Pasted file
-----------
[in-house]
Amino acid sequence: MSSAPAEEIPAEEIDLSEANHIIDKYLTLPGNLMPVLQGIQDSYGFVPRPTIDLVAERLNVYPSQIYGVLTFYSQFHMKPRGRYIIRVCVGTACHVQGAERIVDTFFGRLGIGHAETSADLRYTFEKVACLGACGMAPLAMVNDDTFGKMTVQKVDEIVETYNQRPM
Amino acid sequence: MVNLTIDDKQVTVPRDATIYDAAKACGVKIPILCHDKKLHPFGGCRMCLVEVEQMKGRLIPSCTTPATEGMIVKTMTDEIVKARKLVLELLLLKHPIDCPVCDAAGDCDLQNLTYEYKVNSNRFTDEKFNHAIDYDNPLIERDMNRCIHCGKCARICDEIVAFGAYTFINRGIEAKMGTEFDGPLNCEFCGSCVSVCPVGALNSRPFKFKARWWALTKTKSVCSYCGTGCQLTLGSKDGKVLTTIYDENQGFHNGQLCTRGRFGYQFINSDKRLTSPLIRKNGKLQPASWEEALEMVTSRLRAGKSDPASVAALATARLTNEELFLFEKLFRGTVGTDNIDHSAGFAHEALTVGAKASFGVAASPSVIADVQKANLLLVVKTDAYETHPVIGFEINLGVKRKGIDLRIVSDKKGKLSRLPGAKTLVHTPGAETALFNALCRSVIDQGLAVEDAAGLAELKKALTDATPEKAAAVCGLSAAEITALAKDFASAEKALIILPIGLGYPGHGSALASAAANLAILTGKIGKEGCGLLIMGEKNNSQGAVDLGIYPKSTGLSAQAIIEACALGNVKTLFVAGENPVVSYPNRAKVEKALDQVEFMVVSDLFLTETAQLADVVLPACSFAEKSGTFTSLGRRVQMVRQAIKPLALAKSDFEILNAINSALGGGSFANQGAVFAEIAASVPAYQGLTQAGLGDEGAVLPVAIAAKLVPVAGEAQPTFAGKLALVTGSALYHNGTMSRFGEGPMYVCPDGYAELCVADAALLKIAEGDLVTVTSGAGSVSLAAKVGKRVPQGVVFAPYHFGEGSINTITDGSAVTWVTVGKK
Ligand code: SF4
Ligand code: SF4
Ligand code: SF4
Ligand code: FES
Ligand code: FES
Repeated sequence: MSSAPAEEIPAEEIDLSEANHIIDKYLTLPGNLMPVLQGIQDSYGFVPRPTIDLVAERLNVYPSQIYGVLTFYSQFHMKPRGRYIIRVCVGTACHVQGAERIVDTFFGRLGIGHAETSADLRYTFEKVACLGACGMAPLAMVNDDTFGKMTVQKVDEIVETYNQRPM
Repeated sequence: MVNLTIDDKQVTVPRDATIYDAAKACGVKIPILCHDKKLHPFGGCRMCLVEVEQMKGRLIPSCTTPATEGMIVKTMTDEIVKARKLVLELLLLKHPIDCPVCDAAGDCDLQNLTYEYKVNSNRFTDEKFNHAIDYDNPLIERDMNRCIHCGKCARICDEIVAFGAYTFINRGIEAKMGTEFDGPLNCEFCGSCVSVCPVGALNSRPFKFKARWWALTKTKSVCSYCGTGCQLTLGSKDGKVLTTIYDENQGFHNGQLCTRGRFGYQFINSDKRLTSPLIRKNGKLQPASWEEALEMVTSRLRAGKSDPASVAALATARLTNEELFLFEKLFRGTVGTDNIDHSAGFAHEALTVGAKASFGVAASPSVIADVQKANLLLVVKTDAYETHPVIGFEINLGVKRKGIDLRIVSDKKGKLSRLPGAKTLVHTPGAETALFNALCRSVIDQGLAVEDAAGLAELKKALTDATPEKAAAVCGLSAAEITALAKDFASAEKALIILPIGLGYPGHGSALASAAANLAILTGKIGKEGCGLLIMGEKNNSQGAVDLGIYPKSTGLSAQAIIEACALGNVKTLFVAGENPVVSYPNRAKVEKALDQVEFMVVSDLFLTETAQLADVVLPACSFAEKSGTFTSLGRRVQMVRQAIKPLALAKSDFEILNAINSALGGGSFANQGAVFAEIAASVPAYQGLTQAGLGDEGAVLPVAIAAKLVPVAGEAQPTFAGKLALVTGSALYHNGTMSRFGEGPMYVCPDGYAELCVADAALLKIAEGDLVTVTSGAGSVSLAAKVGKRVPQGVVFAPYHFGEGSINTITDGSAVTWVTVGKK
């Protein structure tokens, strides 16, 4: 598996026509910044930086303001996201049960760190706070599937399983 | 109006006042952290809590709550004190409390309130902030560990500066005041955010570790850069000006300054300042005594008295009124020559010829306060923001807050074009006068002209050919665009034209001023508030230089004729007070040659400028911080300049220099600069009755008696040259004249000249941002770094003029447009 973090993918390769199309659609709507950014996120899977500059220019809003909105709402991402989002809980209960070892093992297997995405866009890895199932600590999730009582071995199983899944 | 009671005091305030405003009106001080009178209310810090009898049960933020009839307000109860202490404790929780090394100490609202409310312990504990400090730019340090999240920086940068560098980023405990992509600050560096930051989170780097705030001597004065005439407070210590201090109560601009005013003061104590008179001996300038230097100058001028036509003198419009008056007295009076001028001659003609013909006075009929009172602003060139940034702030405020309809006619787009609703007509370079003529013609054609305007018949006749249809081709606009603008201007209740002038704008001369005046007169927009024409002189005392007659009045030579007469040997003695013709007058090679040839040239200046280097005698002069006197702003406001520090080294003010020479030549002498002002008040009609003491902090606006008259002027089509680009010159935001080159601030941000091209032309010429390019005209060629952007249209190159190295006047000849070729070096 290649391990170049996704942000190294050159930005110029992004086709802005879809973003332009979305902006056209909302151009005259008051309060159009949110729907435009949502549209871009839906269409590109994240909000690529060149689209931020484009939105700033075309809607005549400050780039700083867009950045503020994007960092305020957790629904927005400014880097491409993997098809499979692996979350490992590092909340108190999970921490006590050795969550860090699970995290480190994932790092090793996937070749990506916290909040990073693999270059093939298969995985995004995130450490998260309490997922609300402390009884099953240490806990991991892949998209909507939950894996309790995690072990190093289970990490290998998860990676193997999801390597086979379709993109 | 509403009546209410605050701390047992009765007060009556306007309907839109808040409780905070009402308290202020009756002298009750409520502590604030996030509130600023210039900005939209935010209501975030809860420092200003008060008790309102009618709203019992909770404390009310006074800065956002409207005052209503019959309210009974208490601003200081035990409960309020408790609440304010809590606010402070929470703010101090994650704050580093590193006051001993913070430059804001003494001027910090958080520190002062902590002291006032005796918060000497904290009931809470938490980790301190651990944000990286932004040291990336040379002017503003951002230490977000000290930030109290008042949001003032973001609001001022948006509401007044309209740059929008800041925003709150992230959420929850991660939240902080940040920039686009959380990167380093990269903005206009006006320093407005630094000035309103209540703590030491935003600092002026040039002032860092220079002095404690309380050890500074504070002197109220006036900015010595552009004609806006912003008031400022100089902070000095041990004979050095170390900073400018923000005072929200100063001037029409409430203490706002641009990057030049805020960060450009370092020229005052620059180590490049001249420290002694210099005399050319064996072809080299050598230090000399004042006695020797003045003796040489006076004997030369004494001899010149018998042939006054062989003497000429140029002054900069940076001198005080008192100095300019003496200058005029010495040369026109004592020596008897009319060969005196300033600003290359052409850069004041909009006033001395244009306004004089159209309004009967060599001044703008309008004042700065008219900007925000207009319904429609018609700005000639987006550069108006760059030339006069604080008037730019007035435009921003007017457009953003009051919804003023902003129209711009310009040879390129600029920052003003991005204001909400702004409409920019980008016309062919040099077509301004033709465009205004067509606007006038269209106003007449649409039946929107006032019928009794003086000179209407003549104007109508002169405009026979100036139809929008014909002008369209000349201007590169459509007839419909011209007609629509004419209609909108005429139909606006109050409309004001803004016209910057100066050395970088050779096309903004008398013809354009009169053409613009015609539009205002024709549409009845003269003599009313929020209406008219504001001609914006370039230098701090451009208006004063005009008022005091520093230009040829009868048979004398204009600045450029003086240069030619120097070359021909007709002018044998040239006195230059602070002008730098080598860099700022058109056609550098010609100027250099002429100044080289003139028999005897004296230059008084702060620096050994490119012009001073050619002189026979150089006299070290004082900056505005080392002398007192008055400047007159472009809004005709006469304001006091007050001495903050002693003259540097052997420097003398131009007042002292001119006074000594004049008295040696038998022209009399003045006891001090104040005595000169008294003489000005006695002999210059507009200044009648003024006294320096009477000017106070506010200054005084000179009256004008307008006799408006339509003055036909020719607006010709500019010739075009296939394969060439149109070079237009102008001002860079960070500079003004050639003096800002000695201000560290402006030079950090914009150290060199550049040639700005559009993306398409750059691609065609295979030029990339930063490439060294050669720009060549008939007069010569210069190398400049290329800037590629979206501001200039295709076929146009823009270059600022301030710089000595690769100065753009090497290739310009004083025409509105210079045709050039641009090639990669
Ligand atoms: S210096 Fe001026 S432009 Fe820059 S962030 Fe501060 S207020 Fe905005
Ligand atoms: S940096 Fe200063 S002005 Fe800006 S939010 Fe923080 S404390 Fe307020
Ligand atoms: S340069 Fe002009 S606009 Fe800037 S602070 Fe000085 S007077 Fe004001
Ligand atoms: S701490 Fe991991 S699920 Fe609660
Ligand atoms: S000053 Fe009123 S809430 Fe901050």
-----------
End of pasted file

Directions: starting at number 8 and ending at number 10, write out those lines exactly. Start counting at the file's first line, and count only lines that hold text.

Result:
Ligand code: FES
Repeated sequence: MSSAPAEEIPAEEIDLSEANHIIDKYLTLPGNLMPVLQGIQDSYGFVPRPTIDLVAERLNVYPSQIYGVLTFYSQFHMKPRGRYIIRVCVGTACHVQGAERIVDTFFGRLGIGHAETSADLRYTFEKVACLGACGMAPLAMVNDDTFGKMTVQKVDEIVETYNQRPM
Repeated sequence: MVNLTIDDKQVTVPRDATIYDAAKACGVKIPILCHDKKLHPFGGCRMCLVEVEQMKGRLIPSCTTPATEGMIVKTMTDEIVKARKLVLELLLLKHPIDCPVCDAAGDCDLQNLTYEYKVNSNRFTDEKFNHAIDYDNPLIERDMNRCIHCGKCARICDEIVAFGAYTFINRGIEAKMGTEFDGPLNCEFCGSCVSVCPVGALNSRPFKFKARWWALTKTKSVCSYCGTGCQLTLGSKDGKVLTTIYDENQGFHNGQLCTRGRFGYQFINSDKRLTSPLIRKNGKLQPASWEEALEMVTSRLRAGKSDPASVAALATARLTNEELFLFEKLFRGTVGTDNIDHSAGFAHEALTVGAKASFGVAASPSVIADVQKANLLLVVKTDAYETHPVIGFEINLGVKRKGIDLRIVSDKKGKLSRLPGAKTLVHTPGAETALFNALCRSVIDQGLAVEDAAGLAELKKALTDATPEKAAAVCGLSAAEITALAKDFASAEKALIILPIGLGYPGHGSALASAAANLAILTGKIGKEGCGLLIMGEKNNSQGAVDLGIYPKSTGLSAQAIIEACALGNVKTLFVAGENPVVSYPNRAKVEKALDQVEFMVVSDLFLTETAQLADVVLPACSFAEKSGTFTSLGRRVQMVRQAIKPLALAKSDFEILNAINSALGGGSFANQGAVFAEIAASVPAYQGLTQAGLGDEGAVLPVAIAAKLVPVAGEAQPTFAGKLALVTGSALYHNGTMSRFGEGPMYVCPDGYAELCVADAALLKIAEGDLVTVTSGAGSVSLAAKVGKRVPQGVVFAPYHFGEGSINTITDGSAVTWVTVGKK